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The Scientific World Journal
Volume 2014 (2014), Article ID 510531, 13 pages
Research Article

Long-Run Savings and Investment Strategy Optimization

1Cass Business School, City University London, 106 Bunhill Row, London EC1Y 8TZ, UK
2Department of Econometrics, Riskcenter-IREA, University of Barcelona, Avenue Diagonal 690, 08034 Barcelona, Spain

Received 10 November 2013; Accepted 8 January 2014; Published 23 February 2014

Academic Editors: J. M. Calvin, C.-T. Chang, and M. Pal

Copyright © 2014 Russell Gerrard et al. This is an open access article distributed under the Creative Commons Attribution License, which permits unrestricted use, distribution, and reproduction in any medium, provided the original work is properly cited.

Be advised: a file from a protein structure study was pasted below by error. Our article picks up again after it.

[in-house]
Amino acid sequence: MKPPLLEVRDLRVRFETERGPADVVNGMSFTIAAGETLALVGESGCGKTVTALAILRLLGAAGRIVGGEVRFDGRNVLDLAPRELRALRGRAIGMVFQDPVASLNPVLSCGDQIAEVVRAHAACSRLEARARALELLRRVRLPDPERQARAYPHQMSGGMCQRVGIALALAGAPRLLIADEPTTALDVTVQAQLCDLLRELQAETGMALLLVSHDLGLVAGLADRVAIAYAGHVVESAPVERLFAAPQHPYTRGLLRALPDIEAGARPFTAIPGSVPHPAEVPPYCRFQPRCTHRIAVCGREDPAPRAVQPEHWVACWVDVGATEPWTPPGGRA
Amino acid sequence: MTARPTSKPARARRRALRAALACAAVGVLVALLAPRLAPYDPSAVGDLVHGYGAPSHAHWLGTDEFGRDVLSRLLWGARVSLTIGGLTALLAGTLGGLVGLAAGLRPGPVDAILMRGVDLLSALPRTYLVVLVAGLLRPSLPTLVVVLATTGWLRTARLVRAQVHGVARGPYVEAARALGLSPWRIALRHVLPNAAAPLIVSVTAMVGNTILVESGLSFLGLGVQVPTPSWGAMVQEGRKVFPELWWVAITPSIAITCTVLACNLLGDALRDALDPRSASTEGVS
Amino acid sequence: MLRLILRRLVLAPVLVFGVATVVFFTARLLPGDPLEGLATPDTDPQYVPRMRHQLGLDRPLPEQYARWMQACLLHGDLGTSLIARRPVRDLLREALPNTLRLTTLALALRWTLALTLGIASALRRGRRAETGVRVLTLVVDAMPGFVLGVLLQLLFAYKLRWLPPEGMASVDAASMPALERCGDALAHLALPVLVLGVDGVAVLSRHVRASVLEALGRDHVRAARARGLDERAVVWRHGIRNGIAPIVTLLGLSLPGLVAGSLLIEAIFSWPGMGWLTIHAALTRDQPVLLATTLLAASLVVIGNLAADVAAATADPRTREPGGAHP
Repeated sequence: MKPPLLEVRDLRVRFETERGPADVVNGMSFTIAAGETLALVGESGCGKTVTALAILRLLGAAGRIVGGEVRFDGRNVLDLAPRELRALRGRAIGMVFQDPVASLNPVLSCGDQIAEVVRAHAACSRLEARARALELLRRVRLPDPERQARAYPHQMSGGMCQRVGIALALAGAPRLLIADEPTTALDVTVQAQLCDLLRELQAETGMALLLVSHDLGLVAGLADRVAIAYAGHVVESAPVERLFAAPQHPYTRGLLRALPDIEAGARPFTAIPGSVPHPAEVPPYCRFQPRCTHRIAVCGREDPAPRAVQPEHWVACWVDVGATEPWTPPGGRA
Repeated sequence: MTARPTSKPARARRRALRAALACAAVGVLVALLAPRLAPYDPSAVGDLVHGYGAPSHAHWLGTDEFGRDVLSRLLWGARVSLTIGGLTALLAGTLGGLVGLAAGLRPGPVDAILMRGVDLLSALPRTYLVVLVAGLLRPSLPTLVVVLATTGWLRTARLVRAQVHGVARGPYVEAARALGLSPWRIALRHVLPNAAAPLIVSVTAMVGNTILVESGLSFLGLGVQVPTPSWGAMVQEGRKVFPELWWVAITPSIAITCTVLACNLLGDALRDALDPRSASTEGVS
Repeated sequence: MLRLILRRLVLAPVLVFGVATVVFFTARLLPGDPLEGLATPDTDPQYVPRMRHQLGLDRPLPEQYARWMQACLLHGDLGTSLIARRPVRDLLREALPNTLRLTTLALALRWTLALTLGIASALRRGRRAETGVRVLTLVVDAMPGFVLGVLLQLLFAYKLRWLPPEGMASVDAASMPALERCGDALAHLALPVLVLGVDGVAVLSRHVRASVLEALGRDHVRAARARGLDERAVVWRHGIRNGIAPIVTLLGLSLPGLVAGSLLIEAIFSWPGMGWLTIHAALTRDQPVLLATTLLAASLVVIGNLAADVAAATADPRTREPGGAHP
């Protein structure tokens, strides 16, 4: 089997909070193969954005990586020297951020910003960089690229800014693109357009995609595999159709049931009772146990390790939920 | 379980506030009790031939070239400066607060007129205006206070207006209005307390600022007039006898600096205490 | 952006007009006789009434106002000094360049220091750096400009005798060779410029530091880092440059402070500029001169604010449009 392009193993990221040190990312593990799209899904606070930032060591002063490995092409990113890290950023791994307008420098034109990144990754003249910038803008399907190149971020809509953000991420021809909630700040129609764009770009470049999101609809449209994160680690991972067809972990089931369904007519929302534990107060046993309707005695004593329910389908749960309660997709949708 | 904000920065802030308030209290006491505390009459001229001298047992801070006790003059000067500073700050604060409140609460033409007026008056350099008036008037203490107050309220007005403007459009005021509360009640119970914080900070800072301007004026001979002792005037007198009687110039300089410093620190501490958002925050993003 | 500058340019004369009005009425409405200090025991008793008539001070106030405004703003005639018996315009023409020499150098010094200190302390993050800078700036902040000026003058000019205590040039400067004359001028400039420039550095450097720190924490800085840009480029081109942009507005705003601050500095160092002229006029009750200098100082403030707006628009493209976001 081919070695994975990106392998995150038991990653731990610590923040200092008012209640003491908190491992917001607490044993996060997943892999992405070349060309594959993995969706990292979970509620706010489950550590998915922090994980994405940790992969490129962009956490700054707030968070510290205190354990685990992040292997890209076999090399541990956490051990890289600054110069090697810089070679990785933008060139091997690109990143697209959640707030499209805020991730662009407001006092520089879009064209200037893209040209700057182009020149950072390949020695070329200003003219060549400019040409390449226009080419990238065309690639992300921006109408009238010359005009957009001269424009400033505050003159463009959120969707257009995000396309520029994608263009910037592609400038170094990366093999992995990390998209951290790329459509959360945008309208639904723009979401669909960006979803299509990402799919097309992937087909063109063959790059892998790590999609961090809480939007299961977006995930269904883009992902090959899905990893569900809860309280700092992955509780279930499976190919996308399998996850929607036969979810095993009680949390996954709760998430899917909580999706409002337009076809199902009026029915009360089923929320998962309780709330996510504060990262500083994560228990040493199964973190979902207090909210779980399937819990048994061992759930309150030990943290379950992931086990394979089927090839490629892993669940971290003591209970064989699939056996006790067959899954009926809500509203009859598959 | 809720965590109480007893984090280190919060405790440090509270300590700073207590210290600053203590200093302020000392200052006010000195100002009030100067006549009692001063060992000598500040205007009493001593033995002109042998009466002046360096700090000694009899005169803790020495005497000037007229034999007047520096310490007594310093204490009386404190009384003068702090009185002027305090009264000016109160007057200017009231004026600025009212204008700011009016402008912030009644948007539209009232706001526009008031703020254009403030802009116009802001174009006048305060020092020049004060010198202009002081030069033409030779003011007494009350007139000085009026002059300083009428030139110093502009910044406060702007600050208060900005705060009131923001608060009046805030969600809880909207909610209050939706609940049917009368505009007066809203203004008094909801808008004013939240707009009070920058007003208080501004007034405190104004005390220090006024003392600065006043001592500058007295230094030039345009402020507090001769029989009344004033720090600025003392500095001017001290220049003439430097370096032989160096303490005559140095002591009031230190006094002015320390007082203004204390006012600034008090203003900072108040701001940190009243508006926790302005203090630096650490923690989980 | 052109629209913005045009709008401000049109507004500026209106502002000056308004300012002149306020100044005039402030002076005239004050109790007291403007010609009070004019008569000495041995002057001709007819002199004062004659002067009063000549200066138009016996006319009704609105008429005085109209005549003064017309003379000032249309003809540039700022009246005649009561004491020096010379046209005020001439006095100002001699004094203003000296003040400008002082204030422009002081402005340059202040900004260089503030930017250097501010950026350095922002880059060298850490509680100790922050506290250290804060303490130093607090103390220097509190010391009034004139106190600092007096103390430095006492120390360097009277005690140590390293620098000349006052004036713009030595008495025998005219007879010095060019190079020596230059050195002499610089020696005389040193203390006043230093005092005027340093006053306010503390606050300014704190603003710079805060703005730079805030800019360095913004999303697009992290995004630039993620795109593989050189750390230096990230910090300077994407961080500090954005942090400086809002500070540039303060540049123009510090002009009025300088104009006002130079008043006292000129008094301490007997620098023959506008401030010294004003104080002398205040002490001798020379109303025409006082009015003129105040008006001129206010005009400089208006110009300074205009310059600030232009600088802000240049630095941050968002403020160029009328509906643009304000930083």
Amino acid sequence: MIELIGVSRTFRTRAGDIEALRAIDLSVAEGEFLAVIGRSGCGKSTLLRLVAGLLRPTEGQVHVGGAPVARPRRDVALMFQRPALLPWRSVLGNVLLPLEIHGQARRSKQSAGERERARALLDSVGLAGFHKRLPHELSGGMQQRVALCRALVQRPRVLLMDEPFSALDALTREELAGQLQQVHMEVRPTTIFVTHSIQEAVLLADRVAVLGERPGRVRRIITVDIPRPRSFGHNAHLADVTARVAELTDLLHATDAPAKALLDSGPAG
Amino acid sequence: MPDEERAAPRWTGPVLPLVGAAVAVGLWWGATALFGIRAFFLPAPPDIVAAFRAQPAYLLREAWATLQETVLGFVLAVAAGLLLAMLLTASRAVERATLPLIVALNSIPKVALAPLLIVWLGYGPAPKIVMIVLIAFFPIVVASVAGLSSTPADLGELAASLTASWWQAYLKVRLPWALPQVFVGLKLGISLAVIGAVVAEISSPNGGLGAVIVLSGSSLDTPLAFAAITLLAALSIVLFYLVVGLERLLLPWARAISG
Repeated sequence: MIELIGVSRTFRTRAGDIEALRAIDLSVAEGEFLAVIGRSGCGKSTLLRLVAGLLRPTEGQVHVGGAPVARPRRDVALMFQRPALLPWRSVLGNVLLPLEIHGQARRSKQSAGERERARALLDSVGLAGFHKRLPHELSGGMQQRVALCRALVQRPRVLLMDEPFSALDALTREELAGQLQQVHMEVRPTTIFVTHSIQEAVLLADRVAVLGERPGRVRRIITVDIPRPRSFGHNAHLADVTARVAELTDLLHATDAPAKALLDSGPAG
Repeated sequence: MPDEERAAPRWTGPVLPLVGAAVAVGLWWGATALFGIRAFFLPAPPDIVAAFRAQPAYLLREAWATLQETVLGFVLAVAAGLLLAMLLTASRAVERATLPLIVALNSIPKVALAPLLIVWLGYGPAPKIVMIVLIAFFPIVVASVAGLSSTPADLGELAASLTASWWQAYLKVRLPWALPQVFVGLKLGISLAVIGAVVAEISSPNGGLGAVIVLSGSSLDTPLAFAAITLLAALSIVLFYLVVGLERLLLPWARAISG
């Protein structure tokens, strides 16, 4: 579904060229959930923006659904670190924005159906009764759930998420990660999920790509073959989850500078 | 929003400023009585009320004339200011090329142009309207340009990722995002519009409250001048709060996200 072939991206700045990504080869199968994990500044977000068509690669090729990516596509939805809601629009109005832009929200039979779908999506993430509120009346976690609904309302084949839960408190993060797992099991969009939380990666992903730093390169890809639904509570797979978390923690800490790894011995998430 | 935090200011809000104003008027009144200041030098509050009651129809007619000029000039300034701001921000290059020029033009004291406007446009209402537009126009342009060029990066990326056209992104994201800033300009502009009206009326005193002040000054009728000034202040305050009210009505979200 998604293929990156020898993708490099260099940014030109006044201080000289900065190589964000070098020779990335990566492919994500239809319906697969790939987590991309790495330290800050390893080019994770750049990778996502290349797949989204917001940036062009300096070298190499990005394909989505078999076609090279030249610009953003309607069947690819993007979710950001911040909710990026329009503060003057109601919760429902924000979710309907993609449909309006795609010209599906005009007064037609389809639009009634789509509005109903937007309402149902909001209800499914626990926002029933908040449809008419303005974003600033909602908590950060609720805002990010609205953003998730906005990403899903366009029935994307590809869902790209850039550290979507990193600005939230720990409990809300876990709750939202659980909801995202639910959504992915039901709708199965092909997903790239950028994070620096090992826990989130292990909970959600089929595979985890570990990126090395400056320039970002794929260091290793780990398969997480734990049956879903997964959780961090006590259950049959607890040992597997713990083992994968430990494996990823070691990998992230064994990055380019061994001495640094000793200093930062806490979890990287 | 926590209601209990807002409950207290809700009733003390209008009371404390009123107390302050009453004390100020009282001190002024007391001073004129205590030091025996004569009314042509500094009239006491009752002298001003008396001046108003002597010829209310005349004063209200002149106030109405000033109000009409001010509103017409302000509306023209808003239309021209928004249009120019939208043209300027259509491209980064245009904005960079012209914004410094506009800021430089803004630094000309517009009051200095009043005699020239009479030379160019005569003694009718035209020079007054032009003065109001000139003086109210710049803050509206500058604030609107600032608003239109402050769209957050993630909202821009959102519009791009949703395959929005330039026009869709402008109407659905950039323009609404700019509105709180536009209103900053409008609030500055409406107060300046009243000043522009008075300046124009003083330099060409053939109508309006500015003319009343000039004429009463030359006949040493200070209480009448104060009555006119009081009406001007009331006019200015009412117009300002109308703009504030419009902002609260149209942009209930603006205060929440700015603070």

We focus on automatic strategies to optimize life cycle savings and investment. Classical optimal savings theory establishes that, given the level of risk aversion, a saver would keep the same relative amount invested in risky assets at any given time. We show that, when optimizing lifecycle investment, performance and risk assessment have to take into account the investor’s risk aversion and the maximum amount the investor could lose, simultaneously. When risk aversion and maximum possible loss are considered jointly, an optimal savings strategy is obtained, which follows from constant rather than relative absolute risk aversion. This result is fundamental to prove that if risk aversion and the maximum possible loss are both high, then holding a constant amount invested in the risky asset is optimal for a standard lifetime saving/pension process and outperforms some other simple strategies. Performance comparisons are based on downside risk-adjusted equivalence that is used in our illustration.